April and Kevin in Kuna Yala, the northeast coast of Panamá

Sunday, March 9, 2008

What is a Diva Cup?

April here. Ok, I am hoping that all of you will stick with me on this post - even you men. I am writing this post because I firmly feel that it can have positive effects on the amounts of trash each woman produces while also creating positive quality of life impacts. Remember, I am a Community Environmental Conservation (CEC) volunteer in Peace Corps and you are a part of my community - distant, but part of my community.

When we think of menstration (which we would rather not think about I know...but stick with me for a minute)...we think about PMS, cramps, chocolate and wish that it was over already. In a couple of days it is over and we forget about it again for 20 some days. But we never think of how long our week long menstral cycle really impacts our environment.

Did you know:

  • In a woman's lifetime, she is likely to use 15,000 sanitary pads or tampons....this is 250-300lbs of trash.
  • According to the National Women's Health Network, annually more than twelve billion pads and seven million tampons are used once and disposed of. (Yes, there are reusable pads.)

  • Plastic parts of pads and tampons (like tampon applicators) may not biodegrade for several hundred years.

  • Most of this trash dwells in our trash dumps, but not all. Plastic tampon applicators from sewage outfalls are one of the most common forms of trash on beaches. According to the Center for Marine Conservation, more than 170,000 tampon applicators were collected along U.S. coastal areas between 1998 and 1999.

So, I am not using pads or tampons anymore. Nope...no more.

No pads, no tampons....what are you using?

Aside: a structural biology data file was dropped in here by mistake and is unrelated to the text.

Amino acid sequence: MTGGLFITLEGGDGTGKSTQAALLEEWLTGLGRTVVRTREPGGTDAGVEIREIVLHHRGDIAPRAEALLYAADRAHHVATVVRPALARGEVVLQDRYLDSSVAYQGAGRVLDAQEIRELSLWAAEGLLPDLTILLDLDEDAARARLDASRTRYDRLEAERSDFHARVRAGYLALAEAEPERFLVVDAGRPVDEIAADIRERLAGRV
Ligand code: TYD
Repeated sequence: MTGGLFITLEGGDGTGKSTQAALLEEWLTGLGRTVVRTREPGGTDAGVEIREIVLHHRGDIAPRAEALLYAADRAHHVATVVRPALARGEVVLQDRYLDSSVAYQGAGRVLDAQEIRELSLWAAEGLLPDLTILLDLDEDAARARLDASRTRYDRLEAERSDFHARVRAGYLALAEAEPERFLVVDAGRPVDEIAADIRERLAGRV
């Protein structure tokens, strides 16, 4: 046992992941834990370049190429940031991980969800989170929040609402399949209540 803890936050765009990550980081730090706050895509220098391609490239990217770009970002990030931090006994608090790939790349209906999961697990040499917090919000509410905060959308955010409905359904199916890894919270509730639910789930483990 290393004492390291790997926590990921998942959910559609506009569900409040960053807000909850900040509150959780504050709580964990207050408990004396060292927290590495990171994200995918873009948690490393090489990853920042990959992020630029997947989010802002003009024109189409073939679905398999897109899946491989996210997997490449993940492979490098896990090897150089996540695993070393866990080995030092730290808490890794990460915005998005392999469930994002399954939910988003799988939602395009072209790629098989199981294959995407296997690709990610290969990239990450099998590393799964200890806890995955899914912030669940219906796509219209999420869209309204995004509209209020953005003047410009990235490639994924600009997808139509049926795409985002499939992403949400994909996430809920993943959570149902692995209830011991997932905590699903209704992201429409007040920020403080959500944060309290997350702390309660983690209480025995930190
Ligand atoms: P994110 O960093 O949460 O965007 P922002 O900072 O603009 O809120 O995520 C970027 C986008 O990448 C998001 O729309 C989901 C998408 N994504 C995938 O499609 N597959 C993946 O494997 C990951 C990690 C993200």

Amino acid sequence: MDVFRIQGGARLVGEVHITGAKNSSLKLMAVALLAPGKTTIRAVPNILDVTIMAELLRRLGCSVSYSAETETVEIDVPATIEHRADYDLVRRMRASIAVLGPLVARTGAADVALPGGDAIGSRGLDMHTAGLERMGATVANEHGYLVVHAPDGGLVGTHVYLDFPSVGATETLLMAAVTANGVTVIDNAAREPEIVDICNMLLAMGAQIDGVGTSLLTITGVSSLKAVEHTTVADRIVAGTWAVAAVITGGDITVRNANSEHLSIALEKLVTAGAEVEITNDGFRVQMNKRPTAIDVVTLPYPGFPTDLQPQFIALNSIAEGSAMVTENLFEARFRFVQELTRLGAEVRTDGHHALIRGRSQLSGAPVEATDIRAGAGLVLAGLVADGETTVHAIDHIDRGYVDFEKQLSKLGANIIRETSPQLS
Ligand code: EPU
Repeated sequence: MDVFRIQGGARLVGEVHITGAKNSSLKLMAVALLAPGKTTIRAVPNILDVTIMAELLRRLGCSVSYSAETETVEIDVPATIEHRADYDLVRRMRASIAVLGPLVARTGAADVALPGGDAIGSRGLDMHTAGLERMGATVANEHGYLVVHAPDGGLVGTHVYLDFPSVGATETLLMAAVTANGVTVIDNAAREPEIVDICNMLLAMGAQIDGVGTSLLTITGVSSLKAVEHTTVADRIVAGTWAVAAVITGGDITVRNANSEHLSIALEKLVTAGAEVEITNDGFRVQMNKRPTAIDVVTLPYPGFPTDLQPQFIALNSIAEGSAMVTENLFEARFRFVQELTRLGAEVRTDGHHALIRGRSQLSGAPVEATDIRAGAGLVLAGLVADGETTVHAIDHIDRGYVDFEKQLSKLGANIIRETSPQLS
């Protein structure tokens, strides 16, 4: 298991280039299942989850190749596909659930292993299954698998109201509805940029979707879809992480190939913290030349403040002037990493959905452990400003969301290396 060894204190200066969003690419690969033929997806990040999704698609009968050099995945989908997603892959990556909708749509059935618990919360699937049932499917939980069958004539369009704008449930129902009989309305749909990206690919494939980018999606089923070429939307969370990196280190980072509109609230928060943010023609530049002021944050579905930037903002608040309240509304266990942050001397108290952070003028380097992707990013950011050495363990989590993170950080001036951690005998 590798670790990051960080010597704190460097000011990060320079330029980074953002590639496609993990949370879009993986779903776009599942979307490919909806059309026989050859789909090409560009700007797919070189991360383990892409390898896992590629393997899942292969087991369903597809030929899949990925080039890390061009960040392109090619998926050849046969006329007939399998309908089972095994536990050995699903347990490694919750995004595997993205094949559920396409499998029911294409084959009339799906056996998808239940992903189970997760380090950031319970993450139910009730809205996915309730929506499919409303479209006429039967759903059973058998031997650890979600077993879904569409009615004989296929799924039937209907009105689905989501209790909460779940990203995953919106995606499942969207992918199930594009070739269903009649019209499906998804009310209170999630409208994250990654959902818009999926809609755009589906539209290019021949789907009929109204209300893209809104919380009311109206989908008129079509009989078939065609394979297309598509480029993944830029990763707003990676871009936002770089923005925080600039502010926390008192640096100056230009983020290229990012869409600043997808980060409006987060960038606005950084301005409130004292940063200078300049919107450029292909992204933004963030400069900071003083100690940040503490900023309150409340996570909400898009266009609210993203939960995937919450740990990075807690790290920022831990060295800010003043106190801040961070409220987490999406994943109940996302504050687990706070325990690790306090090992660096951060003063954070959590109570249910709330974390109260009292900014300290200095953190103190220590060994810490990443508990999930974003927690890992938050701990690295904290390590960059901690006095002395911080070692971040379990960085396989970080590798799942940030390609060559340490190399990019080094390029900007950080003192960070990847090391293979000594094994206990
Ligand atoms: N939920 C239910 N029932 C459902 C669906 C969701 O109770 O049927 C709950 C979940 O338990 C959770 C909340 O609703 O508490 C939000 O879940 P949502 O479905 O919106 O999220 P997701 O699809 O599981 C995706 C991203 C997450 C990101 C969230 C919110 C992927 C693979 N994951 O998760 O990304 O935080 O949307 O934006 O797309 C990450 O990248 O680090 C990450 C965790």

I have switched over to using a menstral cup. It is a soft silicon or natural rubber cup that is inserted into the vagina much like a tampon or diaphram. Menstral cups have been around since the 1930s and are used in many parts of the world...but they are not widely known in the USA. They do exist in the USA; for example, the female scientists of Biosphere 2 chose a menstral cup as their form of feminine hygiene while in their enclosed environment in Arizona in 1992.

I switched over to a menstral cup about a year before coming to Peace Corps. I figured at the time that tampons would be hard to find while in Peace Corps (I was right...they are much harder to find here in Panama.) I liked the idea of something reusable that I didn´t have to worry about running out of.

At the time I didn´t know anyone else who used one (I now know one other woman who uses them and feels as positive as I do). I was out and experimenting on my own without knowing if I was crazy to try this. I had to order it through the mail. Later, our local health food store started to stock them...so getting a second backup one to bring to Peace Corps was easier (thus I don´t have to worry about getting another if I drop one down a laterine). After not knowing anyone who used one I was suprised to feel that the switch to using a menstral cup was the best thing I ever did (menstrally anyway).

Even if the trash was not an important issue to my enviromentalist's heart I would still be using the Diva Cup that I own...I like it better than any other option. Beyond being reusable, I find that menstral cups have many advantages over pads or tampons including:

  • Less leaking and fear of leaks
  • Less need to change, fiddle with, or deal with menstral issues (cups are emptied typically 1-2 times a day)
  • Less need to deal with menstral issues in public bathrooms (because the cup is emptied only 1-2 times a day I have the power to pick when and where I deal with it)
  • Less odor
  • Comfortable...like a tampon but without the dry feeling.
  • Less risk of Toxic Shock Syndrome - there is currently no known link of TSS to menstral cups
  • No trash to carry around the bathroom (or woods -important to a hiker)
    or flush (less chance of plumbing problems)
  • No menstral supplies in my pocket or purse
  • No tampons accidently going through the washer
  • No more running out of tampons or wondering if I should carry more with me

For those of you out there who are not swayed by any of the above, here is another thought for you. Money. The average menstral cup should last years with only minimal care. Imagine 5 or more years not going down the pad isle in the supermarket (or having to talk your guy into going down it for you)!

If you spend $4.00 a month on pads/tampons now X 60 months = $240.00

If you just buy (for $35) and use a menstral cup $240.00 - $35.00 = $205.00 Savings!